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Film Reviews

Midnight Meat Train: How Clive Barker's Latest Was Almost Derailed
The Quietus , October 22nd, 2008 17:53

Despite some misguided embellishing of Barker's classic short story and Lionsgate's attempts to sideline the film, The Midnight Meat Train still delivers finds Josh Saco.

The mighty Clive Barker returns to the big screen with an adaptation of one of his earliest short stories - The Midnight Meat Train. Distributed by Lionsgate (them who are guilty of Saw I-V and Hostel) and tagged with a hard R rating in the states and an 18 here, you know what you're in for - Barker's return to his dark, demented origins.

When a film is based on a book, my initial reaction is to cringe, cross my fingers and expect the worst, although I often inexplicably find myself defending films over the source material.

These are, of course, two totally different mediums. You can't compare the images conjured up in your limitless imagination as you absorb words and turn pages with those that a film forever fixes in place. When reading a book, you control it all. You control how that newspaper rolls down the street, how the train screeches into a station, the faces on that train as they angle themselves for the fastest route to the exit, and just how dark and dank those shadows in the tunnel are... On film, this is all dictated to you, the newspaper's dance is choreographed, the train has a limiter on it, the faces are actors and the shadows are cast. With a film, what you see is what you get.

The best horror directors recognise this. They leave as much up to the imagination as they show on the screen. Even though the final reveal will never be more terrible than what is in your head, sometimes it's worth the wait to see someone else's terror brought to life.

In the case of The Midnight Meat Train, the problem isn't so much the adaptation of the story as what bits someone, in their infinite wisdom, decided to add to it. In the short story, we meet Leon Kaufman, months into a waning love affair with New York City, taking his final journey on the so called "Midnight Meat Train". It's a story that wastes few words. We are genuinely there for the ride.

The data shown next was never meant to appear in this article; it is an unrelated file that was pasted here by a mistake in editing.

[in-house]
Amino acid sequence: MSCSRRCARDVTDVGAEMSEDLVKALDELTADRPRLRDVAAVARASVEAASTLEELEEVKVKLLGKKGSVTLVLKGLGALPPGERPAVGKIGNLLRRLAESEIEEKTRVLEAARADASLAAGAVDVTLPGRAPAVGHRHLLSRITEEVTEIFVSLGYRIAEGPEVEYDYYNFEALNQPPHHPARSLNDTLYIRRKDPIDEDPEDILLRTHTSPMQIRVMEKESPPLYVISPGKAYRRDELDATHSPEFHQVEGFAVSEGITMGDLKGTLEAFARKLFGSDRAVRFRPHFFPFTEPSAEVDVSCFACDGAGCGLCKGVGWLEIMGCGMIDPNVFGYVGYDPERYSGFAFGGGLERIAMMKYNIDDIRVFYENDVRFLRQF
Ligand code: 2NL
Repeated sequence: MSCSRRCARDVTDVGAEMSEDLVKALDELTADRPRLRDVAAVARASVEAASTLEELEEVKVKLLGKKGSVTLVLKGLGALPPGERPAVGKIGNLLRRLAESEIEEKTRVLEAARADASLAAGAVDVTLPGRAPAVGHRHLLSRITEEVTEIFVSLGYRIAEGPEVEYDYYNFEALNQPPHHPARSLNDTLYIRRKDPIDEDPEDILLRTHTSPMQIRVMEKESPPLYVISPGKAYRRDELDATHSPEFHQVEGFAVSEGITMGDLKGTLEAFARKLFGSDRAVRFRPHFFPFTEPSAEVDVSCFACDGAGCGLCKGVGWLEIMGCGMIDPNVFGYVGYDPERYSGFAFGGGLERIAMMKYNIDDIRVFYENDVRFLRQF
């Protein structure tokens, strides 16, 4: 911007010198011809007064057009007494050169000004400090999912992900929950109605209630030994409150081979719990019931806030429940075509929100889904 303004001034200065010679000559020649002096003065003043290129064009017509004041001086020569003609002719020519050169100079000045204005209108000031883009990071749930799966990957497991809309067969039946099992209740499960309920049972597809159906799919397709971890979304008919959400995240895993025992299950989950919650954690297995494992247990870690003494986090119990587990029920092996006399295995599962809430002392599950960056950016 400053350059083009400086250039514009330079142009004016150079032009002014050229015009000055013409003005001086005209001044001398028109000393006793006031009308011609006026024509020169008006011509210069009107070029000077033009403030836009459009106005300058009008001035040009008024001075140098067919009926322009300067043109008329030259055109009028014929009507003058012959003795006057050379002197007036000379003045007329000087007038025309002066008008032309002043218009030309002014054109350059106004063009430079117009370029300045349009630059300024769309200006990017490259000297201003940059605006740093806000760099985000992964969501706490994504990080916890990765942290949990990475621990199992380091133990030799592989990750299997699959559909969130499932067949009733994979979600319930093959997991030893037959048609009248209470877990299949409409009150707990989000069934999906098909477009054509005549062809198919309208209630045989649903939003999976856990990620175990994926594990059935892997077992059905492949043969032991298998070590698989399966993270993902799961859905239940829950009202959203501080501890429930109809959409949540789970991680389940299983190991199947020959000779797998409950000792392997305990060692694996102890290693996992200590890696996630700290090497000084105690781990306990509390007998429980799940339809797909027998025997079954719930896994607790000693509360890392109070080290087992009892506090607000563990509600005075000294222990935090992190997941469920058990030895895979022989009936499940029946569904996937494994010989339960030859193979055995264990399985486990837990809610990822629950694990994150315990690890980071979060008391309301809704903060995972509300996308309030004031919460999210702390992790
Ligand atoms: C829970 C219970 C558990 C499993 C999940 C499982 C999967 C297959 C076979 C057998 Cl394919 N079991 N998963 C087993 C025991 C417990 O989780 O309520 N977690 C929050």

Books can do this. For some reason, films always set up the plot with needless exposition and background information. I often take issue with the need to close story lines, and give answers and reasons for things. But then I don't work in film, I just watch them.

So predictably, our celluloid train journey starts with the obligatory character introductions. There is the starving photographer Leon trying to capture New York on film and his lovely, supportive girlfriend who exploits her connections to the high-brow art world to land Leon a meeting with a prominent art dealer. The dealer encourages Leon to get more involved in what he's shooting and really get to the heart of the city.

But, you don't go to Clive Barker films because you care about the people in them. You go because you want to feel safe in the knowledge that your mind is not as depraved as his, that you are sane and he is not. As hammers collide with skulls and eyeballs pop out, you want to be shocked and think "Holy shit! What certifiable, sick fuck came up with this?!?!", not "Oh dear! his girlfriend is so sweet. What is he doing?"

Thankfully, those aspects of the film which actually stay true to the story are fantastic! Kitamura's directing is assured, the lighting throughout the scary sequences is clinical, in keeping with the butcher theme. Vinnie Jones is, dare I say, fantastic and terrifying. Everything about this film screams "classic".

And then there's the fuckin' love story, softly lit with warm colours, to make us all feel like we can "relate" better to this tale of terror. Perhaps this is a strange attempt to turn a gore fest into a credible "thriller" or a token gesture to the girls in the audience;either way it compromises the source material and the genre in general.

The film also managed to get mixed up in a pretty ridiculous studio fiasco (during a change over of the President of Acquisitions) which led to a very limited, contractually obligated, cinema release in the States: a mere 100 screens, many of them discount cinemas. The Midnight Meat Train was shoved under the carpet, its release date was pushed back and was fast tracked to a DVD release. Many people in the States did not had the chance to see this on the big screen, outside of a few filmfests. Much the same fate befell Mike Judge's cutting social commentary Idiocracy, a brilliant political film (as well as one of the most painfully stupid films you may ever endure, which is the point).

Barker called upon his fan base to step up and pressure Lionsgate into a wider release. Letters and emails poured in, but with little effect in the US, and were it not for the additional efforts of a few dedicated horror sites, and more recently, Midnight Meat Train would not even have received the release it has in the UK.

Frightfest and Gorezone have since picked up the cause and previewed it at their respective filmfests. Meanwhile back in the States, has been streaming it and showing it for free on it's own cable channel.

All in all, I guess the true triumph of this film is the support that it has garnered before anyone even saw it. Everyone just had faith in Clive Barker and with good reason! Those aspects of his original story which survive in the film are brilliant, and makes this otherwise local train ride an express.